Knowing My Place

A friend once said that her husband was told, while on the ship, what his priorities are to be as a sailor:

  1. God
  2. The Navy
  3. The Ship
  4. His Shipmates
  5. His Family

Or was it:

  1. God
  2. Ship
  3. Shipmates
  4. The Navy
  5. His Family?

Either way, family made it around 5th place. We both thought it ridiculous for a Christian man. I tucked the thought away…

After once again having a discussion this evening with my dear hubby about what I can do to support him more, something occurred to me. I asked him if there was anything else I could be doing to make him more relaxed and happy to be home. He assured me that He is always very happy to be home…he just takes “work” home with him sometimes which makes for a rather grumpy hubby.
Now, my tendency is to take it personally. After all, I am supposed to come first, after God, of course, and then the children, so why is my CHRISTIAN husband neglecting his responsibilities and taking out his frustrations on us? Didn’t I read that things are supposed to be a certain way, in those Christian living/marriage/parenting/homeschooling/you-name-it-books. Dad leads family bible time over breakfast, and again after dinner; all this with an 8 hour day, 5 day workweek? And then church on Sundays and midweek; with him helping work on the church building project at other times? Not to mention the discipling of his children?
It sounds ideal. I don’t know if that is how civilian families live.
I do know that we don’t.
My hubby goes to work at o dark o’clock, and comes home when they tell him he can. Sometimes that’s after a normal workday–12-14 hours. But sometimes it’s not until 1 am, and he has to be back by 6 am. Sometimes he has duty and stands watches or goes on deployments or work-ups or DET’S…sometimes it’s Saturdays or Sundays or both…it’s never set in stone. Requesting Sundays off because of his “religious beliefs” is not an option.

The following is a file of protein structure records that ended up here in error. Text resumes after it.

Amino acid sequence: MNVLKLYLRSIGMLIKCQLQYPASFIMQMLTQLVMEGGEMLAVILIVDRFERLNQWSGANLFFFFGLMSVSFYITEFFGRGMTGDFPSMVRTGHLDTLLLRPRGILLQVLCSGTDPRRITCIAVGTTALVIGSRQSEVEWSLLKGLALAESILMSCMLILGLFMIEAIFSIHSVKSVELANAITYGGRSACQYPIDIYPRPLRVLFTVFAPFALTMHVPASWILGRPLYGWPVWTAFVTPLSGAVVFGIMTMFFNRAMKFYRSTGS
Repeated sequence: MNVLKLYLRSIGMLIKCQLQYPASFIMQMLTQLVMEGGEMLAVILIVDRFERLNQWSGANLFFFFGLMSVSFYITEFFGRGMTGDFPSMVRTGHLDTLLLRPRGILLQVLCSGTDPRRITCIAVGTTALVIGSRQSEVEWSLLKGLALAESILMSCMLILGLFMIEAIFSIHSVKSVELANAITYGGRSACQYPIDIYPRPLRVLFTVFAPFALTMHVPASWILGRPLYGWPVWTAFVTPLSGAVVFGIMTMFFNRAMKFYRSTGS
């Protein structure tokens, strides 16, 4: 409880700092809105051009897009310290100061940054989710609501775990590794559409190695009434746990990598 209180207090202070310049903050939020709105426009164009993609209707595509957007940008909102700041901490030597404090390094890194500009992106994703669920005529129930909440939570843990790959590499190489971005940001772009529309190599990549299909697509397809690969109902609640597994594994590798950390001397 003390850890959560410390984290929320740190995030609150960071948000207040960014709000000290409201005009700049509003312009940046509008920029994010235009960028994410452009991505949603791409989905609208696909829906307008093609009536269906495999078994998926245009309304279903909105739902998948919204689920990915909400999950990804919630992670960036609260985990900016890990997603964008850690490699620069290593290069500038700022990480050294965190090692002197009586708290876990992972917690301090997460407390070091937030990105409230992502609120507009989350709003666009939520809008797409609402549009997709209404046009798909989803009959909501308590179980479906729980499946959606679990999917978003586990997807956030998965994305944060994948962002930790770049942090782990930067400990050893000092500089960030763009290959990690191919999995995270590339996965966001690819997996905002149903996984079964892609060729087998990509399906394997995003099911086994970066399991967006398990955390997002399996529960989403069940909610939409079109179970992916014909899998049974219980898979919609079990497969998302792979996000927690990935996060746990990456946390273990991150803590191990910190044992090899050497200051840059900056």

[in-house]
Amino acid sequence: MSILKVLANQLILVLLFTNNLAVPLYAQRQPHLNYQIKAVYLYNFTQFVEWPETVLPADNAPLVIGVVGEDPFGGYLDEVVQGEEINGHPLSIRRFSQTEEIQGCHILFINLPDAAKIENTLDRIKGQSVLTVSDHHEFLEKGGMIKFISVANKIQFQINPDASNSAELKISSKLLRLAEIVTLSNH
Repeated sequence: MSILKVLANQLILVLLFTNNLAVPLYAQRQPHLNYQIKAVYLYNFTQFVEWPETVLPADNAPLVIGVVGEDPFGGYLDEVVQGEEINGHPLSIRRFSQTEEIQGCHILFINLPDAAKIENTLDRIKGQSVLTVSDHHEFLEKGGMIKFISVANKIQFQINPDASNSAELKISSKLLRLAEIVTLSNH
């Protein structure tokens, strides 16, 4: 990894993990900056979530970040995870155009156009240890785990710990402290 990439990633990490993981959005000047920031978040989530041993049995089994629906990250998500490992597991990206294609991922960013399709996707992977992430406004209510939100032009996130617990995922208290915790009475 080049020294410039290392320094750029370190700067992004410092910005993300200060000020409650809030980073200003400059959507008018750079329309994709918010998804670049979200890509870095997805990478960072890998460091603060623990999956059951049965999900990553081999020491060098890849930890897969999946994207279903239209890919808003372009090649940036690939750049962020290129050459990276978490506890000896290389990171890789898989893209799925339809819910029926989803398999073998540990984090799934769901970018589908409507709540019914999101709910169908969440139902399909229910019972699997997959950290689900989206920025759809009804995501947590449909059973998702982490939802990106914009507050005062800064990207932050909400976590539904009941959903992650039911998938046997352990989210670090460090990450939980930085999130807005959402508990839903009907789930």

So who am I to whine? With what he does all day, he deserves to come home to the one place in the whole world where he is loved and respected. Who would want to come to a nagging, contentious woman? I certainly wouldn’t, and I don’t want that for my beloved, either. I am grateful he is home for the next few months, even if he does have to be at work for most of it. He still gets home eventually; and I’ll take what I can get because deployment comes all too soon.

Military wives seem to have a language all their own. And it narrows down even more within the different branches, and yet even more within the particular squadrons and then the jobs their husbands do. Who else can we talk to about DET’S, and deployments, or IA, that would have a clue as to what we were talking about?
Us wives have to learn to create a new family every few years, for our sanity and our survival. No one else around can understand our lifestyle unless it is theirs as well. Sure, others can sympathize, but they cannot truly understand what it is like to have your best friend gone for months at a time, with a 10 minute phone call allowed once a week that has a 3 second delay and sounds like you are shouting into a tin can. When they are flying a mission all unnecessary communication is shut down, meaning, we can’t get phone calls or emails for an unspecified amount of time. We don’t know about these ahead of time, so when we go to check our email one morning and there is no message from him, we know what that means. And we don’t know when it will be over and when we will hear from him.
But what about the husbands? Do they have to choose between duty and family? Not if we do our jobs. We just need to know where we stand. So what occurred to me is that I have to accept the fact that I cannot come first in his life. You see, I am not just married to a Navy man. We are a Navy family. And we have to live our lives in such a way that requires us to be independent of him when need be and yet under his headship at the same time. He’s here, but he’s not. It’s a delicate dynamic; and we wouldn’t make it without God. I don’t know how others families cope without God in their lives. It’s a struggle and a sacrifice, but I know our family is first in my hubby’s heart, even though we cannot be first in his life.

Lord God, help me to be the wife my husband needs; clear the fog away and show me clearly how to support my military man. Thank You for giving him to me. Thank You for all of the military families, and keep them in Your loving hands. In Jesus’ name, Amen.


3 Responses

  1. That was beautifully written. Thank you and God bless you.

  2. Jessica, I totally understand everything you wrote. You wrote so clearly and it’s so true!

  3. It was so hard in my husband and our quality of life when we were active duty and I would forever hold our life up against those shown in the Christian magazines and books. Not that they were bad, they were just not the life God ordained for OUR family right then.

    If you think about all the pioneer women and the women whose husbands served the world wars it isn’t much different than military families today. It is hard but with God’s help it can be done. It just won’t ever look like those magazines. That’s ok too. There is a lot of grace flowing when you make peace with where God places you.

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